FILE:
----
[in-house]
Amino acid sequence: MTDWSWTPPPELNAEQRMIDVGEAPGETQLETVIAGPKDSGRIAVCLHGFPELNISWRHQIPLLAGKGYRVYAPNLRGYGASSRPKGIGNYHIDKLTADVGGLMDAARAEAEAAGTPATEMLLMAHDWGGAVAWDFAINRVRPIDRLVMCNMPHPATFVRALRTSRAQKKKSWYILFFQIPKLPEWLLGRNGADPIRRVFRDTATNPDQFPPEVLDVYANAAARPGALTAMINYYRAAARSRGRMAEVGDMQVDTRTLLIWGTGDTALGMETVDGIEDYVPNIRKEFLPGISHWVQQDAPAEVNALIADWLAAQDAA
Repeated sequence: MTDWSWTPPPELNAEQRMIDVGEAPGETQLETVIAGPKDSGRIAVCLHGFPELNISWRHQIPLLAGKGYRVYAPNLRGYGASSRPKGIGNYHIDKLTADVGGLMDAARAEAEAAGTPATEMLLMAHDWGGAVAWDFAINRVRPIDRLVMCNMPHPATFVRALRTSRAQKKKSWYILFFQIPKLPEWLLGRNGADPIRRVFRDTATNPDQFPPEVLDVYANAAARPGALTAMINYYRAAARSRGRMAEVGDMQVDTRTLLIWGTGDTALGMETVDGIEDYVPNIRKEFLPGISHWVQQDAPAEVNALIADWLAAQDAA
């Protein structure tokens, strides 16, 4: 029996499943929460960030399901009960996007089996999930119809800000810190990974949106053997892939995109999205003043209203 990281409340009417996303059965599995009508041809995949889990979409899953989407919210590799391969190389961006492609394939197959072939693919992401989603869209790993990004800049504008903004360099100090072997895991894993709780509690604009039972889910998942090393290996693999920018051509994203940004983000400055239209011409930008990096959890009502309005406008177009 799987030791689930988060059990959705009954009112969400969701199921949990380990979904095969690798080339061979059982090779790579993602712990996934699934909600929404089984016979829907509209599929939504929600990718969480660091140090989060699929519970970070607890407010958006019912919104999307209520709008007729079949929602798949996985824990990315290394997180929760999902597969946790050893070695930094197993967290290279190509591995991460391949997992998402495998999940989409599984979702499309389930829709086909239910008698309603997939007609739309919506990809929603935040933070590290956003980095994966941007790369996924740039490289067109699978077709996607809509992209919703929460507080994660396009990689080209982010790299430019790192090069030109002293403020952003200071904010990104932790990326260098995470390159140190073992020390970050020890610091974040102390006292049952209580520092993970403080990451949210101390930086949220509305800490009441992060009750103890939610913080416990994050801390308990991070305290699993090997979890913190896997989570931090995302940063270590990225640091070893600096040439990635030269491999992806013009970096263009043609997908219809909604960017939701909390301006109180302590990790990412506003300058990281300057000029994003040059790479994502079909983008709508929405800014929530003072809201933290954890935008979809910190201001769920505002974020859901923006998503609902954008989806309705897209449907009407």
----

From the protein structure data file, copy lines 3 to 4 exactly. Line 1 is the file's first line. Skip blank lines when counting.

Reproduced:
Repeated sequence: MTDWSWTPPPELNAEQRMIDVGEAPGETQLETVIAGPKDSGRIAVCLHGFPELNISWRHQIPLLAGKGYRVYAPNLRGYGASSRPKGIGNYHIDKLTADVGGLMDAARAEAEAAGTPATEMLLMAHDWGGAVAWDFAINRVRPIDRLVMCNMPHPATFVRALRTSRAQKKKSWYILFFQIPKLPEWLLGRNGADPIRRVFRDTATNPDQFPPEVLDVYANAAARPGALTAMINYYRAAARSRGRMAEVGDMQVDTRTLLIWGTGDTALGMETVDGIEDYVPNIRKEFLPGISHWVQQDAPAEVNALIADWLAAQDAA
């Protein structure tokens, strides 16, 4: 029996499943929460960030399901009960996007089996999930119809800000810190990974949106053997892939995109999205003043209203 990281409340009417996303059965599995009508041809995949889990979409899953989407919210590799391969190389961006492609394939197959072939693919992401989603869209790993990004800049504008903004360099100090072997895991894993709780509690604009039972889910998942090393290996693999920018051509994203940004983000400055239209011409930008990096959890009502309005406008177009 799987030791689930988060059990959705009954009112969400969701199921949990380990979904095969690798080339061979059982090779790579993602712990996934699934909600929404089984016979829907509209599929939504929600990718969480660091140090989060699929519970970070607890407010958006019912919104999307209520709008007729079949929602798949996985824990990315290394997180929760999902597969946790050893070695930094197993967290290279190509591995991460391949997992998402495998999940989409599984979702499309389930829709086909239910008698309603997939007609739309919506990809929603935040933070590290956003980095994966941007790369996924740039490289067109699978077709996607809509992209919703929460507080994660396009990689080209982010790299430019790192090069030109002293403020952003200071904010990104932790990326260098995470390159140190073992020390970050020890610091974040102390006292049952209580520092993970403080990451949210101390930086949220509305800490009441992060009750103890939610913080416990994050801390308990991070305290699993090997979890913190896997989570931090995302940063270590990225640091070893600096040439990635030269491999992806013009970096263009043609997908219809909604960017939701909390301006109180302590990790990412506003300058990281300057000029994003040059790479994502079909983008709508929405800014929530003072809201933290954890935008979809910190201001769920505002974020859901923006998503609902954008989806309705897209449907009407």